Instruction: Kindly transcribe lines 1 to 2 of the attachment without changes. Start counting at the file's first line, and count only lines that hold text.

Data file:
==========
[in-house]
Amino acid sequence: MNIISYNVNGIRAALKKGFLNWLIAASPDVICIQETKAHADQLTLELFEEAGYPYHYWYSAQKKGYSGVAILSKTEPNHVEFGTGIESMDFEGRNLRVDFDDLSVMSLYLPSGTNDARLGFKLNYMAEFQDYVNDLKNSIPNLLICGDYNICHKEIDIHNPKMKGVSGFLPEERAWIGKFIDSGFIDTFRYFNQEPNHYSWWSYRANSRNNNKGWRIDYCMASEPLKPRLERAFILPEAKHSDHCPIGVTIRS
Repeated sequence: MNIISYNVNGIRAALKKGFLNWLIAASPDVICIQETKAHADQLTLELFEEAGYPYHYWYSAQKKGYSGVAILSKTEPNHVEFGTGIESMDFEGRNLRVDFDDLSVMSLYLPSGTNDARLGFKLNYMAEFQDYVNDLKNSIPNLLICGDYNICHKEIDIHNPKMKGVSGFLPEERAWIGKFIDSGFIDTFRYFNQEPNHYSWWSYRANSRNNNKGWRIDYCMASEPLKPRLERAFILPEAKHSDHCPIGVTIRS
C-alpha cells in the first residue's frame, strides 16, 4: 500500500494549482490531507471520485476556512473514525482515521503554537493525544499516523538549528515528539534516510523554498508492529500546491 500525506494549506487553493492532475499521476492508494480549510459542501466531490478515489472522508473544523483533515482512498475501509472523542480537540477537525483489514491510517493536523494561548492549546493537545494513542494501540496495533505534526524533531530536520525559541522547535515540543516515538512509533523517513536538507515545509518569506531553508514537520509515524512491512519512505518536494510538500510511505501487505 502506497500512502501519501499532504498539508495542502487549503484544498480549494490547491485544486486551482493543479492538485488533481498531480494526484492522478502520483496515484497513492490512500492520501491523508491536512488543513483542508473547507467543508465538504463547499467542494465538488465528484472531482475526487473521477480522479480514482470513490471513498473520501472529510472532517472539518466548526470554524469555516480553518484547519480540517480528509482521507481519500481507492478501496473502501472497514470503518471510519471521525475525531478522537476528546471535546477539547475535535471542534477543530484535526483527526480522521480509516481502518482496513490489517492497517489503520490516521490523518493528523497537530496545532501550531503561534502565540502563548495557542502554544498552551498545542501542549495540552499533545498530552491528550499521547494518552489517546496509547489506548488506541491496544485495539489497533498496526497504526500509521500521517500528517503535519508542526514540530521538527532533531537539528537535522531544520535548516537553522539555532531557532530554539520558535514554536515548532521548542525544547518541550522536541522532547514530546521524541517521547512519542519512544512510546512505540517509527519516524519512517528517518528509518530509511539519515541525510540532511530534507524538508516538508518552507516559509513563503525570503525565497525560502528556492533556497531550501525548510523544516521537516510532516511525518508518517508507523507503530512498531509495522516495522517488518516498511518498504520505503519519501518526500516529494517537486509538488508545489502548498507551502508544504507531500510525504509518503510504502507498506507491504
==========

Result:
[in-house]
Amino acid sequence: MNIISYNVNGIRAALKKGFLNWLIAASPDVICIQETKAHADQLTLELFEEAGYPYHYWYSAQKKGYSGVAILSKTEPNHVEFGTGIESMDFEGRNLRVDFDDLSVMSLYLPSGTNDARLGFKLNYMAEFQDYVNDLKNSIPNLLICGDYNICHKEIDIHNPKMKGVSGFLPEERAWIGKFIDSGFIDTFRYFNQEPNHYSWWSYRANSRNNNKGWRIDYCMASEPLKPRLERAFILPEAKHSDHCPIGVTIRS